"Death is like moving into a new apartment." Rimpoche Nawang Gehlek
Another nail in the coffin is part of an ongoing investigation exploring the limits and possibilities of written language. Drawing on source material from contemporary culture, from horror films to comic models, and from the traditions of Buddhism, Clinton Garofano reflects on the numbing effect that death has had on his voice as an artist. Garofano is interested in renegotiating the perception of dying and the language used to describe death by reinterpreting existing Tibetan Buddhist teachings and texts, and finding relevance within a contemporary context. His work untitled : (dead boring) 2012, fuses language and objects, taking the form of a number of texts painted on glass in 18th and 19th century frames, hung on coffin nails. Clinton Garofano is a Sydney based artist.
untitled : untitled : (dead boring) 2012-09
32 components : modified polyurethane on glass, reflective vinyl, shellac, wax, antique frames, vintage picture lights, chain and hand forged nails, installation detail
“Long after the firefly had disappeared, the trail of its light remained inside me, its pale, faint glow hovering on and on in the thick darkness behind my eyelids like a lost soul.
More than once I tried stretching my hand out in the dark. My fingers touched nothing. The faint glow remained, just beyond my grasp.”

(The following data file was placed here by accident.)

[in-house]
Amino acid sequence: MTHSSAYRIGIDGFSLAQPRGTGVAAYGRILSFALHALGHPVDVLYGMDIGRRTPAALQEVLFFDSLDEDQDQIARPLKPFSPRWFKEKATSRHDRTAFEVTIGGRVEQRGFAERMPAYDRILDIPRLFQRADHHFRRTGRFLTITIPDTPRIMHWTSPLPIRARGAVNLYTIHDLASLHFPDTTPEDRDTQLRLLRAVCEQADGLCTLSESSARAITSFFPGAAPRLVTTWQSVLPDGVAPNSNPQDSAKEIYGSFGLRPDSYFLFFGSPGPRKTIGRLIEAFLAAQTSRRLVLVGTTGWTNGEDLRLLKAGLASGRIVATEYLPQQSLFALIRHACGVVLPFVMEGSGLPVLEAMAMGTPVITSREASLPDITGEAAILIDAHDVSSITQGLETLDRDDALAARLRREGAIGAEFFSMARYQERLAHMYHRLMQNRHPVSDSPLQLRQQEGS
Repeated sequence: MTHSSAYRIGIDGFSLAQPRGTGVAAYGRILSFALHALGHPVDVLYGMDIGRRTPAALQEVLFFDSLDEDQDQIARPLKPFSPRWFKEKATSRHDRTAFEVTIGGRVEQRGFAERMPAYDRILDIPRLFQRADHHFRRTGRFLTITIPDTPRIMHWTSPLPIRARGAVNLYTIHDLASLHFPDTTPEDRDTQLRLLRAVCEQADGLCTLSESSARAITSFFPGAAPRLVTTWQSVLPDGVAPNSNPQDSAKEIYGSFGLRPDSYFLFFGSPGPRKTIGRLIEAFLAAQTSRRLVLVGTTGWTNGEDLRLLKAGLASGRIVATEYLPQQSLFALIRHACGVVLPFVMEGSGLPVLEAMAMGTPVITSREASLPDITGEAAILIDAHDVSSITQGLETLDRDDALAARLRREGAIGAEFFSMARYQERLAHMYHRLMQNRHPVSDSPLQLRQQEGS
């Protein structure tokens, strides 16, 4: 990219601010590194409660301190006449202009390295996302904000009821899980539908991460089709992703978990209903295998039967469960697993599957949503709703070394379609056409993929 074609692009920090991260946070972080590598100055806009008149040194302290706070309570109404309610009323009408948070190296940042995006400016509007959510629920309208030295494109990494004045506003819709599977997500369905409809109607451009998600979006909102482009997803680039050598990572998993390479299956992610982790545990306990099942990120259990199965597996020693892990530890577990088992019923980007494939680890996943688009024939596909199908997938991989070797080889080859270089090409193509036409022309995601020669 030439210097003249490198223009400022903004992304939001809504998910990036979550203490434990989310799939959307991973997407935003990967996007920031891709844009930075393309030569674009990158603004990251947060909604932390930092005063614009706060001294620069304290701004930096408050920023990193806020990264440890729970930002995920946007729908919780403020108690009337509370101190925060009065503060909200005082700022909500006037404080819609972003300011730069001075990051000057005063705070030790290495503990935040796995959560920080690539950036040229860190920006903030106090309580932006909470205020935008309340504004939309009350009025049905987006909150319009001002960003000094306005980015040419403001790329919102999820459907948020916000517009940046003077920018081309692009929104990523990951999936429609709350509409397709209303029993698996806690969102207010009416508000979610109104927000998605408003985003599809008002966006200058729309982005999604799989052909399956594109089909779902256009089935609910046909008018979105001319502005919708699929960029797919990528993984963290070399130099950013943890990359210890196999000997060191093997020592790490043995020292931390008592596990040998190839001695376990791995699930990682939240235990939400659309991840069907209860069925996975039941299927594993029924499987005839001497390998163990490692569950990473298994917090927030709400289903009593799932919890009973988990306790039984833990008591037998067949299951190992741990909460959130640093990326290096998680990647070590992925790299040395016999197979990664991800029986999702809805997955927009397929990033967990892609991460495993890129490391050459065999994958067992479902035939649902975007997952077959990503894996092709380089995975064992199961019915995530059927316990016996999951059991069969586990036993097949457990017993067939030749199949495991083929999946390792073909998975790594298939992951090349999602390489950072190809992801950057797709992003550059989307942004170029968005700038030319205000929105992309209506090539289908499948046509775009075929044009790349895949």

Haruki Murakami, Norwegian Wood.
Appearing intermittently in this exhibition as a luminous projected image, Ghost Mountain is in fact the Cooley Mountains, or the tall and rocky hills visible from the garden in front of my Grandmother’s house in Ireland. Over the course of my life I have looked upon these mountains with some mystery and wonder. Often shrouded in mist and cloud they appear in such myths and legends as Cúchulainn, and were home to criminals and terrorists during the troubles in Northern Ireland, to which they lie immediately south. We are warned away from them by my Grandmother who insists evil still lurks among them. Like Murakami’s firefly they remain etched onto my visual memory and ghost there, fading over time. Ghost Mountain’s after-image or ‘ghost’ appears in the darkened moments between its projections.
Coupled with pencil drawings that copy landscapes of Australia as depicted in film, Ghost Mountain is an attempt to understand the significance of imagery from places in the “faint glow” of my memory, where the photographic transferral of experience and the experience of actually ‘being there’ intersect.
Image: Ghost Mountain, video still, 2012
This project has been assisted by the Australian Government through the Australia Council, its art funding and advisory body, and by the Visual Arts and Craft Strategy, an initiative of the Australian, State and Territory Governments.